by ellereeeee

What I learned from creating my first React app

animating stuff with react-transition-group

I’m going to share the things I wish I knew, wish I had done, or was glad I did when I made my first React app. It’s a Pomodoro Clock, or a productivity timer. I built it for a freeCodeCamp project and to practice the React I learned for a Chingu cohort.

You can check it out live here, and the code is here.

Hopefully I can help some React newbies.

Read the React docs

If you’re just starting to learn React, start with the official docs. As far as docs go, the React ones are easy to understand and provide lots of examples.

Don’t do what I did and start with a React tutorial. I started with egghead.io’s The Beginner’s Guide to React (“Beginner’s” is a misnomer in my opinion) and it was rough. To be fair, I’ve heard egghead.io is meant for more experienced developers looking to get up to speed with a new framework.

I definitely learned a lot, but there was a lot of pausing videos, going back 10 seconds to hear an explanation again and again, and just looking at code and feeling lost. Things eventually clicked, but I can’t help but think I would’ve been better off starting with the official docs then checking out a tutorial.

I’m sure you can find a more beginner-friendly tutorial. However, looking at official docs first is a good practice and I think you’ll be better off in the case of learning React.

Know JavaScript well, or be ready to learn

Look at this short code-snippet:

class Counter extends React.Component {  constructor(props) {    super(props)    this.state = {count: 0}    this.handleClick = this.handleClick.bind(this)  }

Above, we’ve got an ES6 class (which is just syntactic sugar for prototypal inheritance) declaration. What is prototypal inheritance? What are the constructor and super functions? Why are we hard binding handleClick to this? Do you know anything about lex-time scope in JavaScript?

Now, you don’t have to know the answers to these questions to make something in React. You could just assume that you need this or that piece of code to make things work and leave it at that. However, I think it’s important to understand things at a deeper level.

This code pattern is the bread and butter of React. Don’t you want to know what’s going on?

This is just an example in React where you’ll need a decent knowledge of JavaScript.

Know it well, or be ready to learn.

Think in React

Design your app into a wireframe or mockup and break it down into components. This will make the coding process much smoother.

For example, I started with this mockup.

I changed some things in my final app, but looking at the mockup you can see:

  1. the orange app encompassing everything

2. an information button at the top-left

3. a history button for completed tasks at the top-right

4. a message/input in the top-center

5. a radial timer, clock, and up and down buttons in the center

6. a play button in the bottom center

Then I separated my UI into components. Each piece should represent some function or data.

From this I was able to organize my components into a hierarchy:

Pretty straightforward. Everything is nested in the PomodoroTimer component. The important thing this illustrates is where state should be. State should be in one place in React and “flow down” to nested components. I decided it should be in the PomodoroTimer component.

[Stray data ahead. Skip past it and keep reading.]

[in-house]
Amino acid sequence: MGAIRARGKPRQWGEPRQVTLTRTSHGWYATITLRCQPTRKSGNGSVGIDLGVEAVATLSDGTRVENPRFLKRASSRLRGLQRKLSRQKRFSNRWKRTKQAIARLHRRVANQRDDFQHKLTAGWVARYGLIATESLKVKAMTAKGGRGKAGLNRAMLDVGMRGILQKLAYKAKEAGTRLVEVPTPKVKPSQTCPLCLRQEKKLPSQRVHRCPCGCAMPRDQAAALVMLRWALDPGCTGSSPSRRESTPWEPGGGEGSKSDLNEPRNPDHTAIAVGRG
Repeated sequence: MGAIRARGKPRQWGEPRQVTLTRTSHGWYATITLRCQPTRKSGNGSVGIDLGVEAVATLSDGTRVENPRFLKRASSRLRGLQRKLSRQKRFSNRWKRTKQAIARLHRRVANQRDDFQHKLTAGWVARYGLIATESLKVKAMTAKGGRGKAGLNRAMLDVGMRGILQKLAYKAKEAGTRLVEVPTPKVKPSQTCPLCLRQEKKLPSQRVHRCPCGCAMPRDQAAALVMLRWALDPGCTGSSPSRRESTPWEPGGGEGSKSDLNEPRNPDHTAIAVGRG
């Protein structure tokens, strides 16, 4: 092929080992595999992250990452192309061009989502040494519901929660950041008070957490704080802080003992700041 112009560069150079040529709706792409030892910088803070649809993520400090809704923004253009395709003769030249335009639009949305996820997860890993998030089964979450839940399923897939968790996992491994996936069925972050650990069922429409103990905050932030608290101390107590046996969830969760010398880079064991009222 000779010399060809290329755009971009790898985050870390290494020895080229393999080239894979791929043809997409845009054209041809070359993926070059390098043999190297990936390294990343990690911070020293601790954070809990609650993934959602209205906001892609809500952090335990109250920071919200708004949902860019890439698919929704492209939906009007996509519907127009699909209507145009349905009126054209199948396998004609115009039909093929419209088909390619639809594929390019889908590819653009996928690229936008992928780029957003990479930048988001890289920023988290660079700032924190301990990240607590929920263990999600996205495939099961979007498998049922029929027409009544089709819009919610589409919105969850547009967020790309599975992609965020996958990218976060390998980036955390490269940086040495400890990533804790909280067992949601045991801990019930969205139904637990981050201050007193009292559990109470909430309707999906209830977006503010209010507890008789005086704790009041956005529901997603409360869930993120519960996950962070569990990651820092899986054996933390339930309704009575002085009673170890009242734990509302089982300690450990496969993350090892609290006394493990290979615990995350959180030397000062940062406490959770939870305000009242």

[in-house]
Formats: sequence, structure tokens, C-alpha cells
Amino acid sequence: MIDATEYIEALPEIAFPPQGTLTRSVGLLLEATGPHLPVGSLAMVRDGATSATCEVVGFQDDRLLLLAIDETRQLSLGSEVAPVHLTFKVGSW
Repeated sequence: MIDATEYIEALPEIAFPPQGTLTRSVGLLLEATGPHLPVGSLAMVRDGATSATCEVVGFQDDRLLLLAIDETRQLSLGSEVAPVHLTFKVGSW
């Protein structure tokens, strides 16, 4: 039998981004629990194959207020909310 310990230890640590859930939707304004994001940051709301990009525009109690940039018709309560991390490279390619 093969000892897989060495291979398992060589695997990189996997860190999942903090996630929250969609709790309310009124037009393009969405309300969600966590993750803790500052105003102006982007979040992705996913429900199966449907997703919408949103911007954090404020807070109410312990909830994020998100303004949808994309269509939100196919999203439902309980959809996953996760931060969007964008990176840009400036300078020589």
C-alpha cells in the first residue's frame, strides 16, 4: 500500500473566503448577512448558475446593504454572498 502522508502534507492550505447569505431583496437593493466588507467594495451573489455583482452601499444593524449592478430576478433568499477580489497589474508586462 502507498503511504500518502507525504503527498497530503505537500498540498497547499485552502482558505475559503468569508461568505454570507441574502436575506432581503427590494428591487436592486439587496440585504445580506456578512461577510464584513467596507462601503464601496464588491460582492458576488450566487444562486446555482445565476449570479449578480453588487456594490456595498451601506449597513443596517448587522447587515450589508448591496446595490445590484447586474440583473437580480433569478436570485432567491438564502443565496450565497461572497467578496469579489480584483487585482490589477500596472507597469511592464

I could have time state in the Timer component. However, I want to change the color of PomodoroTimer to blue if the user is taking a break. That means I'll have a timerType state that changes the background color and also the initial time (25 minutes for working and 5 minutes for resting).

The flow of data is more straight-forward if I have both timerType state and time state in PomodoroTimer and pass down time to Timer. timerType would change from "Pomodoro" to "Rest" once time reaches 0. It's easier to understand how state flows in my app if it's all it one place. This makes for easier debugging as well.

Check out the article “Thinking in React” from React’s official docs for a more detailed explanation on creating a React app from mockup to finished app.

Check the console for errors

I made a big mistake in my code, and I would’ve caught it if I checked the console for errors. You should always be doing this regardless of what language or framework you’re coding in.

I had the mistake pointed out to me after I posted my code to forums for review:

./src/components/PomodoroTimer.jsx  Line 17:   Do not mutate state directly. Use setState()  react/no-direct-mutation-state  Line 21:   Do not mutate state directly. Use setState()  react/no-direct-mutation-state

This means I was modifying state directly, which is a big no-no in React.

So I changed my code from this:

handleIncrementTime = () => {    this.setState({ state: (this.state.time += 300000) });  };  handleDecrementTime = () => {    if (this.state.time > 300000) {      this.setState({ time: (this.state.time -= 300000) });    }  };

to this:

handleIncrementTime = () =>    this.setState(prevState => ({ time: (prevState.time + 300000) }));  handleDecrementTime = () => {    if (this.state.time > 300000) {      this.setState(prevState => ({ time: (prevState.time - 300000) }));    }  };

I needed to use the second form of setState to update the state. Pass a function to setState that uses the argument prevState to update state. You can read about the second form of setState here.

TL;DR

  1. If you’re learning React, start with the React docs.
  2. Know JavaScript well, or be ready to learn.
  3. Take time planning your app. Break down your UI into components and consider where state will live.
  4. Check the console for errors.

I had a lot of fun coding my first React app and I hope you do too. Good luck!

Thank you Reddit user codethesite for helping me refactor my handler assignment operators!